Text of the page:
A pill that increases female sexual libido by boosting Dopamine in the brain has been rejected by the Food and Drug Administration (FDA), The Atlanta Journal-Constitution reports.
Sprout Pharmaceuticals plans to appeal again to the FDA to approve its drug flibanserin. The FDA questioned whether the drug's benefits outweighed the risks including the side effects fatigue, dizziness and nausea.
Of the 17 appeals for a female equivalent to Viagra the FDA considered last year, 14 were denied, according to government figures obtained by the FDA.
Unlike Viagra, which stimulates erections in men by increasing blood to the genitals, flibanserin acts on chemicals in the female brain.
"Erectile dysfunction is a really easy thing to measure," says Emory University researcher Kim Wallen.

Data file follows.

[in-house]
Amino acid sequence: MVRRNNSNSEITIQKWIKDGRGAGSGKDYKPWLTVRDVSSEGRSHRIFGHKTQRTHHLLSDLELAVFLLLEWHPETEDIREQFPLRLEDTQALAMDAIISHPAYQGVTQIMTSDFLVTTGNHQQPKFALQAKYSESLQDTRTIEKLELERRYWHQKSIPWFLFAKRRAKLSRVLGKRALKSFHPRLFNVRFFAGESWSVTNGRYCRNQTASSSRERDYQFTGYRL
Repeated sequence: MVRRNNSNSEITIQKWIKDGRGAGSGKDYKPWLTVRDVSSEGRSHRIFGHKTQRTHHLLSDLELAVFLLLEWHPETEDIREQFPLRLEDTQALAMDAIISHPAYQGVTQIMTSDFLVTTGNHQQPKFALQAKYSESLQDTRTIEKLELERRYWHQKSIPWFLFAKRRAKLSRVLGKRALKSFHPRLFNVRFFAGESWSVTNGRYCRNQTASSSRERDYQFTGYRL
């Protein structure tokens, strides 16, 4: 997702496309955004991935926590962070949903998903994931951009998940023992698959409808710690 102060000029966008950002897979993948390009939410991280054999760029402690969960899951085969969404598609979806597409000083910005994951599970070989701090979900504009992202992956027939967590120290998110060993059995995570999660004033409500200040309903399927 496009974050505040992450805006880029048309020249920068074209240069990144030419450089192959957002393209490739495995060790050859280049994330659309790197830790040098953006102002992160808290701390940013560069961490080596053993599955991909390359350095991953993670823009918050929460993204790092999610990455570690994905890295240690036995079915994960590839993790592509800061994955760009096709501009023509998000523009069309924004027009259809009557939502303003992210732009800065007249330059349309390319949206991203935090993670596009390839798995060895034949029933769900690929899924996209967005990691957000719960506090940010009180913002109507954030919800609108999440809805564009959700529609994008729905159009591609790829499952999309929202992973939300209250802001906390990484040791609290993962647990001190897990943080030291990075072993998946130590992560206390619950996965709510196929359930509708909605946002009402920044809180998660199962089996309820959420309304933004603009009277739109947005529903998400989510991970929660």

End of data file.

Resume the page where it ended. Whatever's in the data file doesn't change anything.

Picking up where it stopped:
And Dr. Virginia Sadock, a psychiatrist, says the idea that a single pill can restore female libido oversimplifies the problem.
"A pill just doesn't take care of it," says Sadock, who teaches human sexuality at New York University's School of Medicine.
As many of you know, Dopamine is one of the chemicals our brain produces in response to pleasure stimuli such as drugs, alcohol and sex. Dopamine is the main reason why some women end up in relationships with the wrong men (and vice versa).
Many women who believe they're in love are actually amped-up on Dopamine. Those passionate relationships usually flame out when the Dopamine fades.
The FDA is aware of the potential problems of a pill that would increase Dopamine in the female brain. Potential problems include increased dependency on addictive drugs and alcohol, hallucinations, euphoria, and depression.
Drug abuse is dependent upon the Dopamine pleasure pathway in our brains. So is sexual attraction.
Some doctors use the male hormone Testosterone (Androgen) to treat women with low libidos. But the side effects of Testosterone (facial hair, acne, deep voice, etc.) outweighs the sexual benefits of the hormone.
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